Can She Bake a Cherry Pie? American Women and the Kitchen in the Twentieth Century

By Richards, Virginia | Journal of Family and Consumer Sciences, January 1, 2001 | Go to article overview

Can She Bake a Cherry Pie? American Women and the Kitchen in the Twentieth Century


Richards, Virginia, Journal of Family and Consumer Sciences


Can She Bake a Cherry Pie? American Women and the Kitchen in the Twentieth Century MARY DRAKE MCFEELY, (2000)

Amherst University of Massachusetts Press

Reviewed by: VIRGINIA RICHARDS, Ed.D., CFCS

Assistant Professor, Georgia Southern University

I am ambivalent about Mary Drake McFeely's Can She Bake a Cherry Pie?American Women and the Kitchen in the Twentieth Century. It is, at the same time, a delightful journey based on the types of cook-- books published during each decade, and a puzzling misconception about the influence of home economics on cooking modes. These mistaken assumptions about home economics are surprising in an otherwise meticulously researched and exquisitely written book.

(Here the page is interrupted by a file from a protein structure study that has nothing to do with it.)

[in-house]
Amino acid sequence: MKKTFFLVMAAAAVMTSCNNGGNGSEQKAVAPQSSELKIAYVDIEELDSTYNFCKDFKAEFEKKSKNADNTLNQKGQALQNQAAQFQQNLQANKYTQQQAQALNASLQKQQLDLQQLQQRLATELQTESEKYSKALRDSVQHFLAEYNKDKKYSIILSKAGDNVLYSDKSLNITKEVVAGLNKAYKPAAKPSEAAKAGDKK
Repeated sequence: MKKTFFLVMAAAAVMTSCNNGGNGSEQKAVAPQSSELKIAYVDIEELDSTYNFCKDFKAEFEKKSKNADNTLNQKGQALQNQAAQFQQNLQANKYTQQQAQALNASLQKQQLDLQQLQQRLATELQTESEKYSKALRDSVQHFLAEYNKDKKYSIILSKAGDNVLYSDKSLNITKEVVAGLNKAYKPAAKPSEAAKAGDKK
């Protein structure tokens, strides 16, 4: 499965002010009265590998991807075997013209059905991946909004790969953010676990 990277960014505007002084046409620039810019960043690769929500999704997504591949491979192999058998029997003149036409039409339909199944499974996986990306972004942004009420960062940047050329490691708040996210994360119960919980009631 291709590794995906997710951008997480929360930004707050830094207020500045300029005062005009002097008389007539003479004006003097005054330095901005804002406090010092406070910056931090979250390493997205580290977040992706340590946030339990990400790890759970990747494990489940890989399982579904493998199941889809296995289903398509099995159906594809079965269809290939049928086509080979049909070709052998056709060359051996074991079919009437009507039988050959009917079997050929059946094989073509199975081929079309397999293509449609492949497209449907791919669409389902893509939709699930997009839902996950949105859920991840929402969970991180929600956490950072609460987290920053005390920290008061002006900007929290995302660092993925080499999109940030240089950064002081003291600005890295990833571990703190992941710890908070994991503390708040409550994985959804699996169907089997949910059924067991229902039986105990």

OVERVIEW Ms. McFeely proposes that the kitchen and the chore of feeding families has been used throughout history as a way of suppressing women, but that women have countered by using the kitchen as a way of expressing creativity and control over their daily lives. The book begins with a verbal snapshot of Napton, Missouri, in 1928, found in The Napton Memorial Church Cook Book. The recipes and advice given in this cookbook reflect a hard but meaningful farm life in which a woman's cooking expertise was passed down from her female forebearers. These farmwomen viewed the cooking and preserving of the food produced by their men as an essential part of the total work of the family. Ms. McFeely contrasts the typical farm woman with intellectually elite women in the late Nineteenth Century who sought to free women from the drudgery of daily kitchen work by bringing families together to live in cooperative homes. The author related the unsuccessful cooperative housekeeping movement through the writings of Melusina Fay Pierce and Charlotte Perkins Gilman.